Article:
Korea National Oil to shop Newfoundland refinery


The Come By Chance oil refinery in Newfoundland, which has attracted a series of owners over the years, is once again for sale.

Korea National Oil Corp., which inherited the 115,000-bpd refinery when it bought Harvest Energy in 2009, has hired Deutsche Bank to sell the facility, according to people familiar with the matter. It is unclear how much, if anything, the refinery could fetch should the company succeed in finding a buyer.

Harvest spokeswoman Kari Sawatzky declined to talk specifically about the refinery, which has changed hands four times since 1986, but said the company has been evaluating the different parts of its business since late 2012 to see what might go up for sale.

"We're looking at all of our opportunities right now," Ms. Sawatzky said.

Harvest lately has reported deepening losses at the facility. The company's refining operations, which are centered on Come By Chance, lost $106.6 million in the first half of 2013, compared to a $92 million loss during the same period the year before.

Another factor that could give would-be buyers pause: Come By Chance's design makes for difficult operations. Built four decades ago, the facility is only accessible by barge, a more expensive mode of transport than pipelines -- and one that also isn't foolproof in eastern Canada's choppy weather. As the refiner's own website says, "It's not the most hospitable place for an oil refinery."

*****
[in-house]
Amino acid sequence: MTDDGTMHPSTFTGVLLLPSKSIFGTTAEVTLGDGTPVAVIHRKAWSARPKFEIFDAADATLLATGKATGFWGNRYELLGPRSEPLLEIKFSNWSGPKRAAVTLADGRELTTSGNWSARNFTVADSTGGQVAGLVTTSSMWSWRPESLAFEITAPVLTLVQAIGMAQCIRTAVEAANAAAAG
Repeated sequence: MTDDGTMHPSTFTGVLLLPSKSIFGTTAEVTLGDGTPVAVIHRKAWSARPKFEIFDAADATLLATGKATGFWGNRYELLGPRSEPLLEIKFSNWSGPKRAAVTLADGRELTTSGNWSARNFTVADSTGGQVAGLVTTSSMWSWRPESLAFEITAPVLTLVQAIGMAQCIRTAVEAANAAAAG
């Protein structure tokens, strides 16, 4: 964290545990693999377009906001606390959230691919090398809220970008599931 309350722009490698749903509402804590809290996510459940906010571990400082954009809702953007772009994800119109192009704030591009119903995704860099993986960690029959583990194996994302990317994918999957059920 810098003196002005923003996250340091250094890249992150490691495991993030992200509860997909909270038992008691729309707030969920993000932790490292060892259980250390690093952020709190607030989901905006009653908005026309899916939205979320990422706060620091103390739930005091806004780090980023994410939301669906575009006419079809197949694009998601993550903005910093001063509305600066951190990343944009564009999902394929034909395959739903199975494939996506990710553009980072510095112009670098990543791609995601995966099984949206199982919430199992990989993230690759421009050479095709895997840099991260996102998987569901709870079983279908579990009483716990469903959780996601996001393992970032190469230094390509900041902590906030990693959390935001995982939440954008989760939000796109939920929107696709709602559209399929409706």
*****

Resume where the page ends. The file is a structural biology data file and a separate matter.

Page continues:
If the logistical impediments are bad, the market outlook is possibly even bleaker. North American gasoline demand is stagnating as more fuel-efficient cars hit the road. Analysts consider flat fuel sales in the US as the best-case-scenario for the next several years, with the US Energy Information Administration predicting fuel consumption actually will fall slightly next year.

The North Atlantic basin, Come By Chance's home, needs to shed refining capacity in excess of 1 million bpd to get the market back in balance, Bill Klesse, CEO of Valero, said during a recent meeting with investors.

The best hope may be for a potential buyer to emerge with a plan to deliver relatively cheap US crude to the facility instead of the more expensive oil from the Middle East and Europe that it traditionally has processed. Others have done that. Valero, the largest independent refiner in the US, is providing its Quebec facility with south Texas oil via barges. Carlyle Group, which last year took control of Sunoco's Philadelphia refinery, is attempting to connect that facility with supplies of cheap US crude, too.

The higher prices of imported oil prompted Sunoco to plan the closure of the Philadelphia refinery before Carlyle, prodded by White House officials, decided to invest in the facility's reconfiguration.

The owners of a 650,000-bpd refinery in the US Virgin Islands weren't so fortunate. After failing to find a buyer for the money-losing refinery, co-owners Hess and Petroleos de Venezuela (PdVSA) shut it down last year. It is now used to store oil.

"If the company can get (Come By Chance) sold at any price, it would be a positive," said Brian Youngberg, a senior analyst at Edward Jones.

Dow Jones Newswires

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